Is there any truth in that statement? Should lawmakers decide that? 
Who should decide - governments, corporations or the public?


Can we (the population across the world) agree on where the line is? I wonder because we need to remember these social networks have users from all around the world.

The German leader’s stance is echoed by the French government. Junior Minister for European Union Affairs Clement Beaune said he was “shocked” to see a private company make such an important decision. “This should be decided by citizens, not by a CEO,” he told Bloomberg TV on Monday. “There needs to be public regulation of big online platforms.” Finance Minister Bruno Le Maire earlier said that the state should be responsible for regulations, rather than “the digital oligarchy,” and called big tech “one of the threats” to democracy.

How many times has someone posted something on social media which received supporting comments from some and upset comments from others because of different interpretations of what was said? 

Another example is something as simple as, what is the right thing to say, in a simple conversation like this:

“ Hello, my colleague told me you are Peruvian? How exciting! And a minute later she said: “Oh, I didn’t mean to offend you when I said Peruvian, sorry I didn’t mean to be discriminative”

Why would I be offended to be called Peruvian when I am proud of it and I keep telling everyone I am Peruvian? And if I didn't feel she offended me, should she still think that is not the correct thing to say? Would other people get offended and should we obsess about who gets offended and who doesn't? Where should we draw the line?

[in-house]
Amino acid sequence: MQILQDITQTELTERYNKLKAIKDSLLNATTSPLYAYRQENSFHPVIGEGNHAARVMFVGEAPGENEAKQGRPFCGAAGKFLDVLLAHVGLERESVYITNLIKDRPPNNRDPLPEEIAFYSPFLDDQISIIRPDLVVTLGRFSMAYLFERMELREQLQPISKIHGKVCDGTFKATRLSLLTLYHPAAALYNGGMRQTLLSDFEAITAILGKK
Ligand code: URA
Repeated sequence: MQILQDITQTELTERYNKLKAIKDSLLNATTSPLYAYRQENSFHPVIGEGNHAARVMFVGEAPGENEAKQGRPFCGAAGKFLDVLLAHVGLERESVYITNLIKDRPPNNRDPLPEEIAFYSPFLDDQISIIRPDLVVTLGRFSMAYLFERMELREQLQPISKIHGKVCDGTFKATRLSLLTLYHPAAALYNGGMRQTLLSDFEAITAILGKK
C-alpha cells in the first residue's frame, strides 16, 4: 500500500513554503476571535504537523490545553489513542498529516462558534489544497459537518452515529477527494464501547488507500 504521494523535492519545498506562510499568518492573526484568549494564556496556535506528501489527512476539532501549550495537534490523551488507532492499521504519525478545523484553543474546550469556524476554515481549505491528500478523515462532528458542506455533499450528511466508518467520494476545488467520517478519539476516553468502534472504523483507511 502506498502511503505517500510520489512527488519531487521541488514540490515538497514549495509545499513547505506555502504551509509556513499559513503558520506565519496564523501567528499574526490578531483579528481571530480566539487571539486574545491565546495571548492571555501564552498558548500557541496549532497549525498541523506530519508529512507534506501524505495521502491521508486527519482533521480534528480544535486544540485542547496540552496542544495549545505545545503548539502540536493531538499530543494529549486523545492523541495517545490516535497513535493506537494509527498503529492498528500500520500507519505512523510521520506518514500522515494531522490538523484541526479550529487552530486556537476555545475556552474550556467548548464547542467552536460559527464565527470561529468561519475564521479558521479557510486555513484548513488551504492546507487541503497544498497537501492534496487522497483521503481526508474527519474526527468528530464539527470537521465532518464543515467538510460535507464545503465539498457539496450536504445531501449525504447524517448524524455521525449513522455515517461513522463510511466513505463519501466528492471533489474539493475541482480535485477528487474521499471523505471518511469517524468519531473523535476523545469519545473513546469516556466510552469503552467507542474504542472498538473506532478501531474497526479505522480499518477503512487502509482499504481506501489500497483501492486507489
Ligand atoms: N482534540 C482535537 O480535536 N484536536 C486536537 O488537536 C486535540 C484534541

I feel that nowadays, we are pushing in so many different ways, without agreeing what is right and wrong, calling someone Chinese or African is offensive to some, but I have African friends that when you meet them, they tell you they are African and they are proud of it, the same happens with most or all Chinese. 

Are we too focused on what is right and wrong, instead of agreeing on what free speech, hate speech or discrimination is? Do we have to agree about something as simple as, what is offensive and what is not as well?

Are we going to get to the point where we worry about everything we say or write, in case someone gets offended or we get abused on social media for what we said? Will we will end up avoiding saying anything at all or sharing our opinions with others? Do we always have to agree, because disagreeing means getting abused on social media? 

I asked my mother the other day how it used to be when she was younger, maybe when she was 30 years old, she is now 71. She said that at that time there were discriminative people and hate speech too, but it was much clearer what was the wrong thing to say and what was acceptable to say, so it was not something they worried about when having a conversation with someone, she says.

Are we trying to fight hate speech and discrimination but at the same time making people more susceptive, always looking for the wrong meaning in everything people say or write?